When Mountain Valley Recycling Inc. launches its automated plastic hanger recycling system in June, it will turn nearly 20 million pounds of hangers a year back into resins at its Morristown, Tenn., plant.
The factory, just 50 miles northeast of Knoxville, will convert U.S. retailers' hangers into usable resin for new products.
The automated hanger recycling line is just the first phase of a multimillion-dollar expansion. Officials plan to enlarge the plant's floor space to 135,000 square feet, including the addition of a film recovery line and a second plastics hanger recycling line. The company hopes to have the second line operational by next February, said Daniel Schrager, president and founder of Sun Valley Worldwide Inc., the Delray Beach, Fla.-based company that operates Mountain Valley and NextLife Recycling Inc., a unit that develops products made from recycled resins.
Mountain Valley will use a proprietary system with more than 50 different components that was developed internally during the last year to grind and shred the hangers and remove any paper, fabric, foam, rubber, tissue, stickers and adhesives, Schrager said.
The system separates the polypropylene and polystyrene resins. Both materials will be sorted by color and used in manufacturing the company's Movius Sustainable Resins.
Mountain Valley also is planning to open a $10 million plant, in Arizona or Utah, sometime in 2008 that would be similar in size to the Morristown complex. And the firm is working with a major plastics hanger manufacturer on an international joint venture to do hanger recycling in Europe, Schrager said. That market has enormous growth potential, he said, with an estimated 30 billion plastic hangers used globally.
He said the company's plans to open a plant in Canada have been shelved, but Mountain Valley will likely move into that market at some point through a strategic partnership. ``We have stayed focused on the Tennessee operations. That lets us control the technology and manage the infrastructure better,'' he said.
What is most important to Schrager, those expansions and planned expansions notwithstanding, is not how the company is growing, but how it is creating closed-loop recycling and developing products made from recycled resins.
``I am an environmentalist,'' the 20-year veteran of the recycling business said. ``I don't want this stuff getting into landfills or oceans. Making an environmental impact to help waste generators close the loop is as important to us as growing the company. My focus is to continually increase the amount of plastics we recycle'' - currently more than 150 million pounds - ``so that we can make more environmentally sustainable products and develop more and more markets and create more and more value.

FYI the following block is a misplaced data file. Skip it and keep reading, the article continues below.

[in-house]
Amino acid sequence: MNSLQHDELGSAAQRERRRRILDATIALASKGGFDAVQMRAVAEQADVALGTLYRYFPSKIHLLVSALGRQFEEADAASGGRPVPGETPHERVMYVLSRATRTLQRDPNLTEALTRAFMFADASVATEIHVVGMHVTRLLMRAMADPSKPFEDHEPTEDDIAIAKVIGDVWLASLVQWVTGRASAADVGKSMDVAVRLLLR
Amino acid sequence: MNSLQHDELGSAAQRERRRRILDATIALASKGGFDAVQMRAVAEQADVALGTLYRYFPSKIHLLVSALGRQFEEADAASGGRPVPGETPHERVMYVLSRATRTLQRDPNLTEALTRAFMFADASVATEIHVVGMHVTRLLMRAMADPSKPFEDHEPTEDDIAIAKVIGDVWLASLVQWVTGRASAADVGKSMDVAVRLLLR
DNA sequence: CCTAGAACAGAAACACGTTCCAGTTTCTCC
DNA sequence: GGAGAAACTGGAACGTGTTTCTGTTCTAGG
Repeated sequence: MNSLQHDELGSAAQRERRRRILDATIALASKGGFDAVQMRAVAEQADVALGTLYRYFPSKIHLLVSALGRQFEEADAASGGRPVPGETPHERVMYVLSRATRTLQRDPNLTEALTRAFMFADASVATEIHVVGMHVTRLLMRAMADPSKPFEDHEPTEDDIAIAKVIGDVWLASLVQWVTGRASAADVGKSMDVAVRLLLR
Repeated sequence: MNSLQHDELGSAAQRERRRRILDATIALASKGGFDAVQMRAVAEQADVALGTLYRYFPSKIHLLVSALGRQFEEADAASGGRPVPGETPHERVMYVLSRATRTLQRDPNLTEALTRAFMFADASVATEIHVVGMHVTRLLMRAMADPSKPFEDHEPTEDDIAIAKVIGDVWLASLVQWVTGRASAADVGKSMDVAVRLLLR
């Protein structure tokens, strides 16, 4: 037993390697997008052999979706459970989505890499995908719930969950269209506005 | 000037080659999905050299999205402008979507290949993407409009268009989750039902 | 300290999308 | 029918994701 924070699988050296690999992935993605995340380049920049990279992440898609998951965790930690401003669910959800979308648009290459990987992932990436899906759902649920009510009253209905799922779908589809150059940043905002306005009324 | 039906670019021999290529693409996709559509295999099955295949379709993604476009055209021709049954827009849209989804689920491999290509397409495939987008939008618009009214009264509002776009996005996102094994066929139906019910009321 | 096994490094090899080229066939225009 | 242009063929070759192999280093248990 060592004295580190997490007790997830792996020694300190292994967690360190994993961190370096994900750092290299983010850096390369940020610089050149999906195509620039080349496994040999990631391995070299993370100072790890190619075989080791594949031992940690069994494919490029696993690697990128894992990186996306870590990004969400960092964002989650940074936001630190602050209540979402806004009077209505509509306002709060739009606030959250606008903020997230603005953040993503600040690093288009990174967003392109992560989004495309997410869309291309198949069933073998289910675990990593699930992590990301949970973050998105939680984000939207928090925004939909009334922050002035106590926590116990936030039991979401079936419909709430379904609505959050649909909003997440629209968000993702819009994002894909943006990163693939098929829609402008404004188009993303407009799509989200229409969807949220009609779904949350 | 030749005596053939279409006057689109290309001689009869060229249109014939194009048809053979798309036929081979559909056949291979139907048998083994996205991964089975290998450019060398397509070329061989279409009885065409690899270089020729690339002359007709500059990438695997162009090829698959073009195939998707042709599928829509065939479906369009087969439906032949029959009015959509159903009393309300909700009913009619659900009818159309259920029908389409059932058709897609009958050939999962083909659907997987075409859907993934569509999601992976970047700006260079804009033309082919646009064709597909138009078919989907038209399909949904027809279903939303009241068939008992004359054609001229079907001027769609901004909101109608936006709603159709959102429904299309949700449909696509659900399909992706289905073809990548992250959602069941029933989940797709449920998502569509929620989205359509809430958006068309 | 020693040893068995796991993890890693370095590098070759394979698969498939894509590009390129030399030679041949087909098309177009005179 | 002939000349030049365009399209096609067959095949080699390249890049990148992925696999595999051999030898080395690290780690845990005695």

``That is not just a catch phrase. Our philosophy and our approach to business is to turn disposable packaging materials into long-lasting durable products. We want to take the supply-and-demand equation out of recycling by developing products from plastics waste that can be sold at the places where the scrap is collected.''
At the recent Waste Expo in Atlanta, Sun Valley's NextLife introduced a 9-foot-long wheeled container made from injection molded and structurally foamed 100 percent recycled PP resins.
Late last year, NextLife added EcoStep paving stones for landscaping that are made from polyethylene grocery bags to a product line that includes grocery shopping carts, pallets and trash cans.
Except for EcoStep, NextLife engineers and develops the products, but a third party manufactures them, according to Schrager.
The EcoStep paving stones weigh 5 pounds compared with 35-pound concrete steps, and seven times as many of the EcoStep stones - 8,640 - can be transported in one truckload.
Schrager said his long-term goal is to recycle 500 million pounds of film, grocery bags, hangers and other plastics - more than three times the company's current volume.
``We are working with major shopping mall owners in the U.S. to recycle all their film, plastic stretch wrap, shrink wrap and hangers,'' Schrager said. ``If the retailer provides both the supply and the demand, the programs become long-term and sustainable.''
He said that the plastic grocery bag bans implemented and being proposed in California could be positive for the industry.
``There is a lot of pressure right now that is driving retailers to take the lead and set up recycling programs,'' he said. ``If it drives recycling and recycling programs, that is positive for the recycling industry.''